John Palmes

 

Dzantik'iheeni

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John Palmes
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Story

When Dzantik'iheeni Middle School was being planned the school board had to pick a name for the new school. Some wanted to name it after a deceased police officer who worked with kids, and there were other proposals, one of which was to name the school after Juneau's Tlingit (Native Alaskan) name... Dzantik'iheeni. Some people were fairly adamant about their preferred name... and a certain amount of unpleasant bickering ensued.

A lot of folks wanted to honor Jackie Renniger and others wanted to honor Juneau's Alaska Native heitage.

Dzanti means "flounder" in the Tlingit language. Heen is fresh water and the i at the end is a possessive ending... a place where flounders gather at the mouth of a freshwater stream (water of the flounder). The k' in the middle could be a diminutive ending... "the little flounder water", but the late John Marks informed me that it is from "Te" ... stone or cliff, and tek' at the foot of the cliff... so the song is probably wrong in it's translation to some small extent... (I get a B+ maybe ?)

Arguments against Dzantik'iheeni included the difficulty in pronouncing or reading the name and the kids would be called flounders and that floundering means failing.... never mind that "floundering" is a mistaken pronunciation of "foundering" which is what a ship does when it runs up on a reef or a shoal.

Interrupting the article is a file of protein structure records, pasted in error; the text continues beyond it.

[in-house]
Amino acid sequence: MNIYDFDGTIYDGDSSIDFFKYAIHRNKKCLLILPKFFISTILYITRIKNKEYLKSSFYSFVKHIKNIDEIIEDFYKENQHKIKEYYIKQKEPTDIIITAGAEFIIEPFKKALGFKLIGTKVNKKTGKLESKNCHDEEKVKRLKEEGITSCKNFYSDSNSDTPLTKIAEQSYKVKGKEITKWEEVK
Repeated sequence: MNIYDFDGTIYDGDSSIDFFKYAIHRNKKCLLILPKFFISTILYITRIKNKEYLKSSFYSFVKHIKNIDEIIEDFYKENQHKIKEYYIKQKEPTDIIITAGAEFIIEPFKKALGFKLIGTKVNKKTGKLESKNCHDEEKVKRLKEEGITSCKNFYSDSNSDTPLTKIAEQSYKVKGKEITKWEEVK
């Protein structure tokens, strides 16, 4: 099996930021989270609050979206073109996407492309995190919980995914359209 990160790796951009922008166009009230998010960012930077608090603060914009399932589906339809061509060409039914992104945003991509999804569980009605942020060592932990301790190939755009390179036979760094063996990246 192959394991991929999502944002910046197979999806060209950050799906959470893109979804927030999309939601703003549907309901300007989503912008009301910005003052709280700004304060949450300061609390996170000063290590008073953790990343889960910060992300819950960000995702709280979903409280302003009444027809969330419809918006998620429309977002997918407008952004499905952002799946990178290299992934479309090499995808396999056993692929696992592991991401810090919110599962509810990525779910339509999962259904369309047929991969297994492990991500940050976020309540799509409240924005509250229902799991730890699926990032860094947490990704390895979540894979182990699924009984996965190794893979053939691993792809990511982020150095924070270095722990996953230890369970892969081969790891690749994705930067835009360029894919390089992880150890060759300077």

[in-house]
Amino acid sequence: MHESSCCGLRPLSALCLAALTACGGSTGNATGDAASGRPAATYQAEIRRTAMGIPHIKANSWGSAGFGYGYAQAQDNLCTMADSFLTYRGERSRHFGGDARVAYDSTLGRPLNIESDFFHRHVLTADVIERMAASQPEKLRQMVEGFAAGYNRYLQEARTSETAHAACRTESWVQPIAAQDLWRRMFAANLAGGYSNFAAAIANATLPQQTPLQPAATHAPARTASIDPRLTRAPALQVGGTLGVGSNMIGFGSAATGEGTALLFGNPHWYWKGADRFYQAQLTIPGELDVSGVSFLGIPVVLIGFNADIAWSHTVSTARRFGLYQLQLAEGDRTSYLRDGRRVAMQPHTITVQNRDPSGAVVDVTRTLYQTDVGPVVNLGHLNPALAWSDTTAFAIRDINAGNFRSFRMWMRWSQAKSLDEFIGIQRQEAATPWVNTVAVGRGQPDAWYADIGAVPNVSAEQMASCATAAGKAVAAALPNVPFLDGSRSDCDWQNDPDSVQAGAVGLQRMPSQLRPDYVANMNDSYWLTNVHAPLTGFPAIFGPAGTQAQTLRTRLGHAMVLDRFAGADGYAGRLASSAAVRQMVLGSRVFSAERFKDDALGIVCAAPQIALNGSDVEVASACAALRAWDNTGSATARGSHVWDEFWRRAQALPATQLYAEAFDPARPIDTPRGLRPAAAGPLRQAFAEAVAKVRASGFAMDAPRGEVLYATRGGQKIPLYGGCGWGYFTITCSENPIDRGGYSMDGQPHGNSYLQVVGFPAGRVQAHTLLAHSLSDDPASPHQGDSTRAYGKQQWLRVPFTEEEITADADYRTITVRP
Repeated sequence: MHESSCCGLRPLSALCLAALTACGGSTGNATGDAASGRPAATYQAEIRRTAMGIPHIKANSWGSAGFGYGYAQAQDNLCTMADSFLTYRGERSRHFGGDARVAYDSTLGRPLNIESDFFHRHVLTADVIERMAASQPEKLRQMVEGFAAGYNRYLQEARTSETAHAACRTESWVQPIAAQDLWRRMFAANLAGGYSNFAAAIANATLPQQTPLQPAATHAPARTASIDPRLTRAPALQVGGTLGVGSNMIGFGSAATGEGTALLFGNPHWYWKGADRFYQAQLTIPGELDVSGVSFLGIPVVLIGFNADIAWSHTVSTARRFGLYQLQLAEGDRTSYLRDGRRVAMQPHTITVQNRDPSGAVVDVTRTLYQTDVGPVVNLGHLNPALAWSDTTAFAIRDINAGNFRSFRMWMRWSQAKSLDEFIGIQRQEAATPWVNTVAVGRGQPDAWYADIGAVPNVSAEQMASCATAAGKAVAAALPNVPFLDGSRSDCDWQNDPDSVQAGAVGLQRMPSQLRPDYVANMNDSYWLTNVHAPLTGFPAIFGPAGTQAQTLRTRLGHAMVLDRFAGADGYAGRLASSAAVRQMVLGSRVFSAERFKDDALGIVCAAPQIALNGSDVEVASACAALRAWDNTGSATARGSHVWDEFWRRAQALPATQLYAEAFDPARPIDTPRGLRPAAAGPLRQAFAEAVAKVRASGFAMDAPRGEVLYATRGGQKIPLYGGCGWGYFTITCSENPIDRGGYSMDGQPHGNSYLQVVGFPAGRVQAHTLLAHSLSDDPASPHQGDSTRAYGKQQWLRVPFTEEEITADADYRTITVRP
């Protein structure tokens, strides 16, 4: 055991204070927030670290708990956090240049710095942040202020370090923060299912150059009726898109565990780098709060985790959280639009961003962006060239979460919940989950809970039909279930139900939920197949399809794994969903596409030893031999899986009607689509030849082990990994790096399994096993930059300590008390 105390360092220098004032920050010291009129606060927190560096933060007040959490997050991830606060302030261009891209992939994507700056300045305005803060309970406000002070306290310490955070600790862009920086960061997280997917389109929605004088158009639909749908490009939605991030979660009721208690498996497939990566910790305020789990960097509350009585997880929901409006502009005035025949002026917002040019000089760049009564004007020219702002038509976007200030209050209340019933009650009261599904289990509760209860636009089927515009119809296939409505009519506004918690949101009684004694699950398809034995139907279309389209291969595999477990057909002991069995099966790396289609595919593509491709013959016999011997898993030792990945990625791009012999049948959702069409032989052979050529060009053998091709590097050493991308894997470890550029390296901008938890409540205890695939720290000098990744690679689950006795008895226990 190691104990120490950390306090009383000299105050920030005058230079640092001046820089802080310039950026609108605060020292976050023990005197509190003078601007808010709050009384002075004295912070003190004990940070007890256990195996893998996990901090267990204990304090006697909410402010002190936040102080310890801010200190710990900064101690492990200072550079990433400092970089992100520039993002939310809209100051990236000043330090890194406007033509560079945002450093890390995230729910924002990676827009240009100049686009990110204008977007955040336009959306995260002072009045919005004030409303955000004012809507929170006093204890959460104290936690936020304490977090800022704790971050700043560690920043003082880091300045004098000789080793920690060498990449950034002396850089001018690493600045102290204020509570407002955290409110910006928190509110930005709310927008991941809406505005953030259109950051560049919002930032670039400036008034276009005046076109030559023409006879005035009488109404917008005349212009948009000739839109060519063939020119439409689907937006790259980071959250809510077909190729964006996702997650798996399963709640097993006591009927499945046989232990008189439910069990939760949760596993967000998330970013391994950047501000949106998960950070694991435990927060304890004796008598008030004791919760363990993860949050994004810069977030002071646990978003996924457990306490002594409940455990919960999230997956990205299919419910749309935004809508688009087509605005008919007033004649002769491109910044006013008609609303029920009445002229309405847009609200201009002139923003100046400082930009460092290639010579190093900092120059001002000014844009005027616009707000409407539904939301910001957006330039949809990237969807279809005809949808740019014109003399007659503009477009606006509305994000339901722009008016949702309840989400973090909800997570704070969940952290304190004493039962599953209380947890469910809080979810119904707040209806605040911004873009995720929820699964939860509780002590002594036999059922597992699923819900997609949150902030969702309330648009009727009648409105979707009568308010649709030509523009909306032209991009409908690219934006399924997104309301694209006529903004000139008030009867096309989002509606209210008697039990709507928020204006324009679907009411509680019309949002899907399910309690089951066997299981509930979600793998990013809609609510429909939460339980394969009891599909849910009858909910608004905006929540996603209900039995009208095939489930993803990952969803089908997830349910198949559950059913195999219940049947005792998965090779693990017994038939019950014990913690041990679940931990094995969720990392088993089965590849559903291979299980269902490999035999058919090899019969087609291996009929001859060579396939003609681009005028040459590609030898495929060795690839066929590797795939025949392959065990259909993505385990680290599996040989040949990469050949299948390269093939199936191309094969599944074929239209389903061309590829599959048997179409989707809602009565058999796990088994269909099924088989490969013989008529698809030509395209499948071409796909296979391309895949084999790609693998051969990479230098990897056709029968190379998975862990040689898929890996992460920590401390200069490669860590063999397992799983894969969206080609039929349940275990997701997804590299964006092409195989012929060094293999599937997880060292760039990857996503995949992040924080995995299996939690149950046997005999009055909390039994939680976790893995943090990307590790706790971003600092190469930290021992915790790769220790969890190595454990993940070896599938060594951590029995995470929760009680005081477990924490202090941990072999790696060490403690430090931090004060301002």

Ok, so the school needed a name. The school board, in their wisdom, decided that they would enact a policy that schools would no longer be named for people... so the street leading to the school is named Renniger Street.. and a skateboarding park has also been named after Ms. Renniger.

The default and politically correct choice then was to name the school Dzantik'iheeni .... and I being a good Tlingit student wrote this song to teach folks how to pronounce it (and to show off how fiendishly clever I am... never mind that I tend to turn the k'i into k'a ... Dzantik'aheeni instead of Dzantik'iheeni.... B- ? ... Don't you do this too).

It's not really that hard.. that apostrophied K' is a pinch in the back of your throat.. a little harder than k in English but people are getting the hang of it now. The most common mistake is to pronounce the a as "aah", like in Santa Calara (CA)... as if it were Santa Kaheeni ... and named after Saint Kaheeni... you know him? the saint that drove the snakes out of Alaska.. that's the one.

Single a in Tlingit is pronounced like the a in America... 7up is the un-cola and this is the un-tik'iheeni.